Author martin.panter
Recipients gvanrossum, martin.panter, serhiy.storchaka
Date 2016-07-11.23:33:39
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Message-id <1468280019.62.0.920205599857.issue27485@psf.upfronthosting.co.za>
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Previous discussion: Issue 1722, Issue 11009.

In Python 2, most of the split- functions _have_ been in urllib.__all__ since revision 5d68afc5227c (2.1). Also, since revision c3656dca65e7 (Issue 1722, 2.7.4), the RST documentation does mention that at least some of them are deprecated in favour of the “urlparse” module. However there are no index entries, and splitport() is not mentioned by name.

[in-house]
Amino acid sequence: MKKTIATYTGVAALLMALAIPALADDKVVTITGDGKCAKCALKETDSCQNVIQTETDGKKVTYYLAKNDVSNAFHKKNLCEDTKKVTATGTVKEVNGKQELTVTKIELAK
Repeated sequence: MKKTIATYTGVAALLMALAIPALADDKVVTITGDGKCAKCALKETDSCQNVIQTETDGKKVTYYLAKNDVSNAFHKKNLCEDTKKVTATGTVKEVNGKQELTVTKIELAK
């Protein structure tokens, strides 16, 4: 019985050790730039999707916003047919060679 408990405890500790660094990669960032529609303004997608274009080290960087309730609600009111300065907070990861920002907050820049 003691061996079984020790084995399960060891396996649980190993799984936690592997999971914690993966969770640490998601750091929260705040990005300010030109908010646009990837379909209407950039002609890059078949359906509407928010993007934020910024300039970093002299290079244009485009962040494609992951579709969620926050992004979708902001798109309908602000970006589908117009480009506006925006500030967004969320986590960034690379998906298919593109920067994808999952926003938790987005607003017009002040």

In Python 3, these functions wandered into urllib.parse. There is no RST documentation, and the functions are not in __all__ (which was added for Issue 13287 in 3.3).

I think you can use the documented urllib.parse API instead of splitport(), but it is borderline unwieldy:

>>> netloc = "[::1]:80"
>>> urllib.parse.splitport(netloc)  # [Brackets] kept!
('[::1]', '80')
>>> split = urlsplit("//" + netloc); (split.hostname, split.port)
('::1', 80)
>>> split = SplitResult("", netloc, path="", query="", fragment=""); (split.hostname, split.port)
('::1', 80)

I opened Issue 23416 with a suggestion that would make SplitResult a bit simpler to use here. But maybe it makes the implementation too complicated.

I don’t think the non-split-names (Quoter, etc) are in much doubt. They were never in __all__.
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Date User Action Args
2016-07-11 23:33:39martin.pantersetrecipients: + martin.panter, gvanrossum, serhiy.storchaka
2016-07-11 23:33:39martin.pantersetmessageid: <1468280019.62.0.920205599857.issue27485@psf.upfronthosting.co.za>
2016-07-11 23:33:39martin.panterlinkissue27485 messages
2016-07-11 23:33:39martin.pantercreate